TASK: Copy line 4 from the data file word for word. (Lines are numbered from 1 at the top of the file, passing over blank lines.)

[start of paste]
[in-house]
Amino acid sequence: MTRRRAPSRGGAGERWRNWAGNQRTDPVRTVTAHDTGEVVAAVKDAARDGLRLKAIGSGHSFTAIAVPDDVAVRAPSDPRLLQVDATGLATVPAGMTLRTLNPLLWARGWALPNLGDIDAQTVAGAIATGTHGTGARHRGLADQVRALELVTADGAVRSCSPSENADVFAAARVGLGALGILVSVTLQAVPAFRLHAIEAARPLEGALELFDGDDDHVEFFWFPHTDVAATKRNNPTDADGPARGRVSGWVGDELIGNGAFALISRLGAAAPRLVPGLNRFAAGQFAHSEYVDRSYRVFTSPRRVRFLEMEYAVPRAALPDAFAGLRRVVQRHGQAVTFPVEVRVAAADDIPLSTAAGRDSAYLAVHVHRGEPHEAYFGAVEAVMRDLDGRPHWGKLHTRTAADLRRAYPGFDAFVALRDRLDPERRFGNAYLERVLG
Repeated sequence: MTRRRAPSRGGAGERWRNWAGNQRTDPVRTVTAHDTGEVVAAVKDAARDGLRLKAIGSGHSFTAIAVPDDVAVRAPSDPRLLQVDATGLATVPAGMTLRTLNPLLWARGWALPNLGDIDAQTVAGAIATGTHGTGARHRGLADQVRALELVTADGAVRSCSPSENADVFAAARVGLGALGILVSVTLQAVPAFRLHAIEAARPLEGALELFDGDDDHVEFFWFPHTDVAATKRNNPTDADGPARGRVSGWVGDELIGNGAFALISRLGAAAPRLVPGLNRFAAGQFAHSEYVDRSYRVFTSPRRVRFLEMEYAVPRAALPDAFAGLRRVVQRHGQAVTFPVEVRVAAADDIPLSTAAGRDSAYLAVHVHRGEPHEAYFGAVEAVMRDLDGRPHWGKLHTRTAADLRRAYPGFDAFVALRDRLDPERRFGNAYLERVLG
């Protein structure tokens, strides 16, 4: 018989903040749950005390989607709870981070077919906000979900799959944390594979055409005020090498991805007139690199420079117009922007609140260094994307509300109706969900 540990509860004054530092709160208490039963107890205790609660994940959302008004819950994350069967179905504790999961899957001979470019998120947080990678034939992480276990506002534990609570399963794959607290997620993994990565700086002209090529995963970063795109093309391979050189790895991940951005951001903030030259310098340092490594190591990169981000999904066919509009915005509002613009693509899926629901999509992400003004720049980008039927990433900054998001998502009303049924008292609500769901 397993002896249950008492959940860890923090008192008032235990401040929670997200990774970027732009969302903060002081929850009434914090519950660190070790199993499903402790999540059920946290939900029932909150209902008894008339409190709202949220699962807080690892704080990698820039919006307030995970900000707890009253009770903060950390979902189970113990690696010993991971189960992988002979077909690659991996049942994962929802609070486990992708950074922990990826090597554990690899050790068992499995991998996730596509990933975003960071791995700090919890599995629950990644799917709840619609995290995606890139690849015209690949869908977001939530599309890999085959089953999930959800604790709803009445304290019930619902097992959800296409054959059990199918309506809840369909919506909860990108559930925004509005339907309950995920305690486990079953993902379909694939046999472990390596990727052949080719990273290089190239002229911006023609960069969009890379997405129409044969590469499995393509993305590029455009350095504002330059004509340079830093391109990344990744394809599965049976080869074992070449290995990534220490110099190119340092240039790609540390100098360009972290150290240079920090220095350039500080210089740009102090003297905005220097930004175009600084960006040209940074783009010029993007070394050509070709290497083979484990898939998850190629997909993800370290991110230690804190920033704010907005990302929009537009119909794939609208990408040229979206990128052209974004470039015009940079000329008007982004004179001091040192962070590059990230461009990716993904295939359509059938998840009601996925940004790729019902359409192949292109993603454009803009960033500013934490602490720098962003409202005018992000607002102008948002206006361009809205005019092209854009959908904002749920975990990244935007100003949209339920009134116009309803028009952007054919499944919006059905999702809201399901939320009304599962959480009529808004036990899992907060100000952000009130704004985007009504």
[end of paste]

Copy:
């Protein structure tokens, strides 16, 4: 018989903040749950005390989607709870981070077919906000979900799959944390594979055409005020090498991805007139690199420079117009922007609140260094994307509300109706969900 540990509860004054530092709160208490039963107890205790609660994940959302008004819950994350069967179905504790999961899957001979470019998120947080990678034939992480276990506002534990609570399963794959607290997620993994990565700086002209090529995963970063795109093309391979050189790895991940951005951001903030030259310098340092490594190591990169981000999904066919509009915005509002613009693509899926629901999509992400003004720049980008039927990433900054998001998502009303049924008292609500769901 397993002896249950008492959940860890923090008192008032235990401040929670997200990774970027732009969302903060002081929850009434914090519950660190070790199993499903402790999540059920946290939900029932909150209902008894008339409190709202949220699962807080690892704080990698820039919006307030995970900000707890009253009770903060950390979902189970113990690696010993991971189960992988002979077909690659991996049942994962929802609070486990992708950074922990990826090597554990690899050790068992499995991998996730596509990933975003960071791995700090919890599995629950990644799917709840619609995290995606890139690849015209690949869908977001939530599309890999085959089953999930959800604790709803009445304290019930619902097992959800296409054959059990199918309506809840369909919506909860990108559930925004509005339907309950995920305690486990079953993902379909694939046999472990390596990727052949080719990273290089190239002229911006023609960069969009890379997405129409044969590469499995393509993305590029455009350095504002330059004509340079830093391109990344990744394809599965049976080869074992070449290995990534220490110099190119340092240039790609540390100098360009972290150290240079920090220095350039500080210089740009102090003297905005220097930004175009600084960006040209940074783009010029993007070394050509070709290497083979484990898939998850190629997909993800370290991110230690804190920033704010907005990302929009537009119909794939609208990408040229979206990128052209974004470039015009940079000329008007982004004179001091040192962070590059990230461009990716993904295939359509059938998840009601996925940004790729019902359409192949292109993603454009803009960033500013934490602490720098962003409202005018992000607002102008948002206006361009809205005019092209854009959908904002749920975990990244935007100003949209339920009134116009309803028009952007054919499944919006059905999702809201399901939320009304599962959480009529808004036990899992907060100000952000009130704004985007009504």